- Tarakji B, Saleh LA, Umair A, Azzeghaiby SN, Hanouneh S (April 2015). "Systemic review of dry socket: aetiology, treatment, and prevention". Journal of Clinical and Diagnostic Research. 9 (4): ZE10-3. doi:10.7860/JCDR/2015/12422.5840. PMC 4437177. PMID 26023661.
- Ferracane, Jack L. (2001). Materials in Dentistry: Principles and Applications (2nd ed.). Lippincott, Williams & Wilkins. ISBN 978-0-7817-2733-4.
- Schiestl FP, Roubik DW (January 2003). "Odor compound detection in male euglossine bees". Journal of Chemical Ecology. 29 (1): 253–7. doi:10.1023/A:1021932131526. PMID 12647866. S2CID 2845587.
- "Cucumber Beetles: Organic and Biorational Integrated Pest Management (Summary)". Attra.ncat.org. 5 August 2013. Archived from the original on 16 May 2010. Retrieved 27 April 2014.
- Gupta AK, Schauvinhold I, Pichersky E, Schiestl FP (December 2014). "Eugenol synthase genes in floral scent variation in Gymnadenia species" (PDF). Functional & Integrative Genomics. 14 (4): 779–88. doi:10.1007/s10142-014-0397-9. hdl:20.500.11850/91540. PMID 25239559. S2CID 17207240.
- Anesthesia, Analgesia, and Surgery in Pet Fish. Atlantic Coast Veterinary Conference. 2001. Archived from the original on 5 March 2009. Retrieved 17 March 2014.
- Grush J, Noakes DL, Moccia RD (February 2004). "The efficacy of clove oil as an anesthetic for the zebrafish, Danio rerio (Hamilton)". Zebrafish. 1 (1): 46–53. doi:10.1089/154585404774101671. PMID 18248205.
- Monks, Neale (2 April 2009). "Aquarium Fish Euthanasia" (PDF). Fish Channel. Retrieved 7 December 2010.
- "Eugenol Oil Overdose". The New York Times. Archived from the original on 25 July 2011.
- "IFRA". www.ifraorg.org. Archived from the original on 30 December 2011.
- "Cropwatch Claims Victory Regarding "26 Allergens" Legislation" (PDF). leffingwell.com. Archived from the original (PDF) on 10 February 2014. Retrieved 27 April 2014.
- Schmalz G, Bindslev DA (2008). Biocompatibility of Dental Materials. p. 352. ISBN 978-3-540-77782-3.
- Bruynzeel, Derk P. (2014). "Balsam of Peru (Myroxylon pereirae)". Management of Positive Patch Test Reactions. Springer. pp. 53–55. doi:10.1007/978-3-642-55706-4_11. ISBN 978-3-540-44347-6.
- Pathak SB, Niranjan K, Padh H, Rajani M (2004). "TLC Densitometric Method for the Quantification of Eugenol and Gallic Acid in Clove". Chromatographia. 60 (3–4): 241–244. doi:10.1365/s10337-004-0373-y. S2CID 95396304.
- Bullerman LB, Lieu FY, Seier SA (July 1977). "Inhibition of growth and aflatoxin production by cinnamon and clove oils. Cinnamic aldehyde and eugenol". Journal of Food Science. 42 (4): 1107–1109. doi:10.1111/j.1365-2621.1977.tb12677.x.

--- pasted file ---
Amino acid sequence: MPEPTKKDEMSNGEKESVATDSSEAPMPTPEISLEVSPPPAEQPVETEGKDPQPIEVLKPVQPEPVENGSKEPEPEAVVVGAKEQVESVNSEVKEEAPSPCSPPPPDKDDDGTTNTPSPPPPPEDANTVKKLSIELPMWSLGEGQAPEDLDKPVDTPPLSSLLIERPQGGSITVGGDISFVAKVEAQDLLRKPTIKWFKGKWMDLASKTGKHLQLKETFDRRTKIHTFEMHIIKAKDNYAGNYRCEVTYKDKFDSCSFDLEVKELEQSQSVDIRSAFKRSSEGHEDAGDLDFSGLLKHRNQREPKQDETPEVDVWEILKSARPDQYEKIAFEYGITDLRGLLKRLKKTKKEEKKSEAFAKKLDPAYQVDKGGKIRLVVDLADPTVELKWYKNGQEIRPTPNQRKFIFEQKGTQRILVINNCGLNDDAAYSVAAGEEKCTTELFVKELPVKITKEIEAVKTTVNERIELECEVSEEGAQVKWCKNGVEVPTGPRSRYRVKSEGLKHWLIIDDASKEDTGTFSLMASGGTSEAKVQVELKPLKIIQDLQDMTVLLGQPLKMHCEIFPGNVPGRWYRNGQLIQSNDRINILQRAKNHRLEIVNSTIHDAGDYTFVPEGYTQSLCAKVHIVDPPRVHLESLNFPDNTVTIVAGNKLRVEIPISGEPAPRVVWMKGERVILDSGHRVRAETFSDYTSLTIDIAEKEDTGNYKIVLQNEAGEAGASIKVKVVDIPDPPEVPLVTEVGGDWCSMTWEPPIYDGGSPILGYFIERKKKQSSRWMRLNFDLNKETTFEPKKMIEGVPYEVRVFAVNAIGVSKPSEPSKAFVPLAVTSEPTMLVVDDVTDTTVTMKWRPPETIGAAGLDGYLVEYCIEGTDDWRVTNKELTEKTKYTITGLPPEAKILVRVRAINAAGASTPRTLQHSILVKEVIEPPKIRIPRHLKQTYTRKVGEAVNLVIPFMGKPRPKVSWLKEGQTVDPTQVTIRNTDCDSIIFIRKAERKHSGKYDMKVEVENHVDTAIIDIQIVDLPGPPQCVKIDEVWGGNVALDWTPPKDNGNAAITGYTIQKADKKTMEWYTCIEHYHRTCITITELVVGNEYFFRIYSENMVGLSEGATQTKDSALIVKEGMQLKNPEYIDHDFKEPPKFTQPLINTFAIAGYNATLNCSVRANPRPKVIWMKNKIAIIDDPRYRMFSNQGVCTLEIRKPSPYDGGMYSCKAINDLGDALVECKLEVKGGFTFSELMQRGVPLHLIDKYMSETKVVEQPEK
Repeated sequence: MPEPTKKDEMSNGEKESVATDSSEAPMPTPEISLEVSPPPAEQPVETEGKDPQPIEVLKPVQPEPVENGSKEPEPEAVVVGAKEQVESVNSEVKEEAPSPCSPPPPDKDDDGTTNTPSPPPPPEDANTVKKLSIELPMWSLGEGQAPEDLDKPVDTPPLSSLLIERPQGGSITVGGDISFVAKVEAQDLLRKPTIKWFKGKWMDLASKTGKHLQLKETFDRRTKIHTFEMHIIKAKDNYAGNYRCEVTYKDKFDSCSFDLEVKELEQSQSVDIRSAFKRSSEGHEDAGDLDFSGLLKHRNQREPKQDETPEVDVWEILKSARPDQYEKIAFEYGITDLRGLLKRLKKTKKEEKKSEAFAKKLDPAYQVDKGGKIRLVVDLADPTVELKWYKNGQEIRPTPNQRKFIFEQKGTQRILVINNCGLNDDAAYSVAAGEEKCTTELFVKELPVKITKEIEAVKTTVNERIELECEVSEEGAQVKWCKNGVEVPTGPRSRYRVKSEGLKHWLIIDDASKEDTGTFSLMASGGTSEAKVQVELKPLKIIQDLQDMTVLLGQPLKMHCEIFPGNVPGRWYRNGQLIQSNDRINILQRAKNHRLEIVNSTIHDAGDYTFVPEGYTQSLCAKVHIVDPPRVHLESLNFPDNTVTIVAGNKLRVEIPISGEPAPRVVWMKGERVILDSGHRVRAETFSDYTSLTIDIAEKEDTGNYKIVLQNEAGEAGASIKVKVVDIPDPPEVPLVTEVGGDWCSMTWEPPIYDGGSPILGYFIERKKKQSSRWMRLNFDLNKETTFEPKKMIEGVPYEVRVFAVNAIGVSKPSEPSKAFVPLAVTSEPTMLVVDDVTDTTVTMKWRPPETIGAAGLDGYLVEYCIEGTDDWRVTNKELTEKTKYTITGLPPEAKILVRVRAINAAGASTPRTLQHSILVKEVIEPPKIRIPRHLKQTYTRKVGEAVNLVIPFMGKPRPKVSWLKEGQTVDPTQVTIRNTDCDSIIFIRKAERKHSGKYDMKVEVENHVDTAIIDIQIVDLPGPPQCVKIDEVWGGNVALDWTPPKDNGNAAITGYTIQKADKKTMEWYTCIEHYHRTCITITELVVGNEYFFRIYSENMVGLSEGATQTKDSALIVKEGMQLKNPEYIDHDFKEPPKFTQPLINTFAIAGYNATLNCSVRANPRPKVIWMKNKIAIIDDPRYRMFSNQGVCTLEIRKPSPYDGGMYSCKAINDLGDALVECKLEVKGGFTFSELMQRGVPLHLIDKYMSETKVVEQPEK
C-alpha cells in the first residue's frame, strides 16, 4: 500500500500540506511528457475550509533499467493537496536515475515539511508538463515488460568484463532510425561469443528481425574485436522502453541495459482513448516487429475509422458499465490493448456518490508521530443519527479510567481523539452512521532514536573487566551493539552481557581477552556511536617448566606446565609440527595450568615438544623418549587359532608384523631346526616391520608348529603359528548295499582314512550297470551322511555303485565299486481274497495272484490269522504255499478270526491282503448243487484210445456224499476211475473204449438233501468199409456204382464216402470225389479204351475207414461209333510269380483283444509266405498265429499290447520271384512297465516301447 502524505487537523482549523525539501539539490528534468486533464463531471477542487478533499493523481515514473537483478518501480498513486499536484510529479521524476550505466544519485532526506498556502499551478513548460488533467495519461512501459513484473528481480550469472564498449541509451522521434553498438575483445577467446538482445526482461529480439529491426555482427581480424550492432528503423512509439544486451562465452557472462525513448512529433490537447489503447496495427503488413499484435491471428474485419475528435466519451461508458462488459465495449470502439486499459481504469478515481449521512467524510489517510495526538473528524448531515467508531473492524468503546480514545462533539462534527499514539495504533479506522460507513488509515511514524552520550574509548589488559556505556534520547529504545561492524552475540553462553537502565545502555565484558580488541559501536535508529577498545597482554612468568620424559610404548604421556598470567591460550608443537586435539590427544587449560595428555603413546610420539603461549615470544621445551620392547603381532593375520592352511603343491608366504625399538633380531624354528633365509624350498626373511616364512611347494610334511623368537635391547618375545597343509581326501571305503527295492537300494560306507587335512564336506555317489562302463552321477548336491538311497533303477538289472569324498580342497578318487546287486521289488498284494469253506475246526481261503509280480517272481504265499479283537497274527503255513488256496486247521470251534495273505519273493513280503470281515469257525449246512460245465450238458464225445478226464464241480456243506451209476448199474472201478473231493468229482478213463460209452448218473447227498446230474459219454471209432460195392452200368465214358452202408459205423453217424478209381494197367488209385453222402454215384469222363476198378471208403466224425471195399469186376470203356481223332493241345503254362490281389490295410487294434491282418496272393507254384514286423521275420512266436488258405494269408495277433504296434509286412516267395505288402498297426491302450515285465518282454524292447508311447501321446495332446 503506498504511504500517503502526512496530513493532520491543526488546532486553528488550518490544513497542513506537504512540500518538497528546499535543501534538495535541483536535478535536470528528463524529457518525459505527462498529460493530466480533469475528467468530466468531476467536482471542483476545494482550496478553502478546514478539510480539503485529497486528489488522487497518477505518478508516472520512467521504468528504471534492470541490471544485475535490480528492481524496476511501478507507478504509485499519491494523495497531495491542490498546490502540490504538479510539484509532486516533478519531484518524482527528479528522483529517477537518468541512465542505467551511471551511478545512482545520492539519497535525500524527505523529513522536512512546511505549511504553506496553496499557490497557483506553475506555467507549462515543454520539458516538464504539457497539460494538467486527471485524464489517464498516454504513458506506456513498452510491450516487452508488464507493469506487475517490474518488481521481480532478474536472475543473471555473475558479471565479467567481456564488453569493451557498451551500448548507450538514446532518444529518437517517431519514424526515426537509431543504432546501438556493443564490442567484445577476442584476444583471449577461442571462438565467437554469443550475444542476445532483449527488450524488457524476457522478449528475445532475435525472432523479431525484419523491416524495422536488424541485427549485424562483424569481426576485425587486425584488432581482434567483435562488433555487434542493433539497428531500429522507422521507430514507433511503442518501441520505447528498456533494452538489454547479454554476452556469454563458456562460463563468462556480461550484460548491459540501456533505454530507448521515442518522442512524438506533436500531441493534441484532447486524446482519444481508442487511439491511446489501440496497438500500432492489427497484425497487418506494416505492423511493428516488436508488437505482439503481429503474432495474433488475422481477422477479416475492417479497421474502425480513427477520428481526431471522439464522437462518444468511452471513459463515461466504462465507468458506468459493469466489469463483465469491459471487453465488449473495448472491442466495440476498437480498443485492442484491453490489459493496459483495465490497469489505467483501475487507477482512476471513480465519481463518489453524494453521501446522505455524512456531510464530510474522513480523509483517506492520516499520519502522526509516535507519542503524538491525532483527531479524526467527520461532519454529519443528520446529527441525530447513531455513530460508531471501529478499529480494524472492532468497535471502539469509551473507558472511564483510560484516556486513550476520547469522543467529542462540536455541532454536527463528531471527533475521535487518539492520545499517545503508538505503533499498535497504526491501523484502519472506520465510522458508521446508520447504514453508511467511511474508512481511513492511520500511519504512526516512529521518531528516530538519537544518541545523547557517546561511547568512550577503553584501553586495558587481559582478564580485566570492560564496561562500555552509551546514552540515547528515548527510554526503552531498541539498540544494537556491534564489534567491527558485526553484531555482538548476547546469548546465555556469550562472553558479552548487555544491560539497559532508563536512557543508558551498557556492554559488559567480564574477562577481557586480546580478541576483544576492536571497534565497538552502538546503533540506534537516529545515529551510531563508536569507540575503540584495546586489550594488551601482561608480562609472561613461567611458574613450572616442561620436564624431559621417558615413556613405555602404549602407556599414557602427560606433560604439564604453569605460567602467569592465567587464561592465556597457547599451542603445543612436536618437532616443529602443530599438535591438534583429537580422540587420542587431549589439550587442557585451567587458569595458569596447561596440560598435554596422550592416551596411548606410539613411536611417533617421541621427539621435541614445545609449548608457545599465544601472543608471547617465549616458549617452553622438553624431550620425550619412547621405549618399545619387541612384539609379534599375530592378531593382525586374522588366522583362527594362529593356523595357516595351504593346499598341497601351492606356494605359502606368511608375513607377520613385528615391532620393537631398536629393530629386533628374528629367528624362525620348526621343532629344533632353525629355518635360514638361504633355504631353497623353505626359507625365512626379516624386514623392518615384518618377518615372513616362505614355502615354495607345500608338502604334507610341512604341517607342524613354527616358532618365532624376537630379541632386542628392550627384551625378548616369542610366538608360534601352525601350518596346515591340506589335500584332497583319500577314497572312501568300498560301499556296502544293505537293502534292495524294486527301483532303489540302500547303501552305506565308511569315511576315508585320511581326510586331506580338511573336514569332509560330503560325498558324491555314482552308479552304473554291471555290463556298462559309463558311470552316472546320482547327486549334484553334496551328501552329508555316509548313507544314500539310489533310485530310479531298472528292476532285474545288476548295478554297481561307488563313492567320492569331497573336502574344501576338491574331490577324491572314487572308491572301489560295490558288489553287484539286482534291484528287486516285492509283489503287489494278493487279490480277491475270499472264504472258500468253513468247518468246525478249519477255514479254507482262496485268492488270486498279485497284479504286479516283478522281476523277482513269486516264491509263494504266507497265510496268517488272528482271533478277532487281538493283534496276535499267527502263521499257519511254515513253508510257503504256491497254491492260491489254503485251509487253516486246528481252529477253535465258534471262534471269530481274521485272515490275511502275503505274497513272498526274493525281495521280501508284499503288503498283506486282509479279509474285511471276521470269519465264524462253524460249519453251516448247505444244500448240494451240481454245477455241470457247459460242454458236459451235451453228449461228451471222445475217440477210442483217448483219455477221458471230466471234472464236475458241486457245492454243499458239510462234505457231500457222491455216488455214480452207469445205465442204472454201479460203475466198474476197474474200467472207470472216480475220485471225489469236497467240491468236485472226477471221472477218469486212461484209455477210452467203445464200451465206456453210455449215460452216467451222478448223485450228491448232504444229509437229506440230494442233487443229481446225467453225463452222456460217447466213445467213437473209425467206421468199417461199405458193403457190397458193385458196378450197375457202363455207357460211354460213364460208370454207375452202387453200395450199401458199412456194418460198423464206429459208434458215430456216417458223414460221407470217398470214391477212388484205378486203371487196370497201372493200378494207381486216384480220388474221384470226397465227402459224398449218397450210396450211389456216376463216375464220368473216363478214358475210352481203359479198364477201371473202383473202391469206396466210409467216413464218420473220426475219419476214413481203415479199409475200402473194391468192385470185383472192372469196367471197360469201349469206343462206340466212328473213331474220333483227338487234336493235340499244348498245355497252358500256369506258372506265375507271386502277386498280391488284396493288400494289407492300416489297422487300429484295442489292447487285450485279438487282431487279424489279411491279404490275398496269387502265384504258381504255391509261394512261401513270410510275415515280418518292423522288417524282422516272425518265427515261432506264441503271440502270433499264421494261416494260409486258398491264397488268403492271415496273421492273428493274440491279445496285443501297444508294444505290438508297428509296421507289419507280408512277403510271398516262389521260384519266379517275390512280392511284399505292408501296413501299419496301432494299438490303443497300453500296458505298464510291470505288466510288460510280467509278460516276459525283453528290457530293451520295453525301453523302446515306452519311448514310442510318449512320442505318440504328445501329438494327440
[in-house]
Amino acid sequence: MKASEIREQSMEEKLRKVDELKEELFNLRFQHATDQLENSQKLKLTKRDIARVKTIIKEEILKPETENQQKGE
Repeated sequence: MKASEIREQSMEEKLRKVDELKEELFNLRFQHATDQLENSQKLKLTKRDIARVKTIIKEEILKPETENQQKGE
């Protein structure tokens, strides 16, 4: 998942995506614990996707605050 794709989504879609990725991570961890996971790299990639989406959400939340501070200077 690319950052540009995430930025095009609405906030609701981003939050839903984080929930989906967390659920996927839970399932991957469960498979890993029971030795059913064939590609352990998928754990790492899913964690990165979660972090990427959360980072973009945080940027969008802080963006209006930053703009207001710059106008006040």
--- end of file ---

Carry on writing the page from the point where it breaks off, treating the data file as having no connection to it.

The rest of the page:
- Lee K, Shibamoto T (2001). "Antioxidant property of aroma extract isolated from clove buds [Syzygium aromaticum (L.) Merr. et Perry]". Food Chemistry. 74 (4): 443–448. doi:10.1016/S0308-8146(01)00161-3.
- Kreydiyyeh SI, Usta J, Copti R (September 2000). "Effect of cinnamon, clove and some of their constituents on the Na(+)-K(+)-ATPase activity and alanine absorption in the rat jejunum". Food and Chemical Toxicology. 38 (9): 755–62. doi:10.1016/S0278-6915(00)00073-9. PMID 10930696.
- Dighe VV, Gursale AA, Sane RT, Menon S, Patel PH (2005). "Quantitative Determination of Eugenol from Cinnamomum tamala Nees and Eberm. Leaf Powder and Polyherbal Formulation Using Reverse Phase Liquid Chromatography". Chromatographia. 61 (9–10): 443–446. doi:10.1365/s10337-005-0527-6. S2CID 97399632.
- Bennett A, Stamford IF, Tavares IA, Jacobs S, Capasso F, Mascolo N, et al. (1988). "The biological activity of eugenol, a major constituent of nutmeg (..Myristica fragrans..): Studies on prostaglandins, the intestine and other tissues". Phytotherapy Research. 2 (3): 124–130. doi:10.1002/ptr.2650020305. S2CID 85114864.
- Johnson CB, Kirby J, Naxakis G, Pearson S (1999). "Substantial UV-B-mediated induction of essential oils in sweet basil (Ocimum basilicum L.)". Phytochemistry. 51 (4): 507–510. doi:10.1016/S0031-9422(98)00767-5.
- Nakamura CV, Ueda-Nakamura T, Bando E, Melo AF, Cortez DA, Dias Filho BP (September 1999). "Antibacterial activity of Ocimum gratissimum L. essential oil". Memórias do Instituto Oswaldo Cruz. 94 (5): 675–8. doi:10.1590/S0074-02761999000500022. PMID 10464416.
- Ize-Ludlow D, Ragone S, Bruck IS, Bernstein JN, Duchowny M, Peña BM (November 2004). "Neurotoxicities in infants seen with the consumption of star anise tea". Pediatrics. 114 (5): e653-6. doi:10.1542/peds.2004-0058. PMID 15492355.
- "Lemon balm". University of Maryland Medical Center. Archived from the original on 1 August 2013. Retrieved 7 December 2020.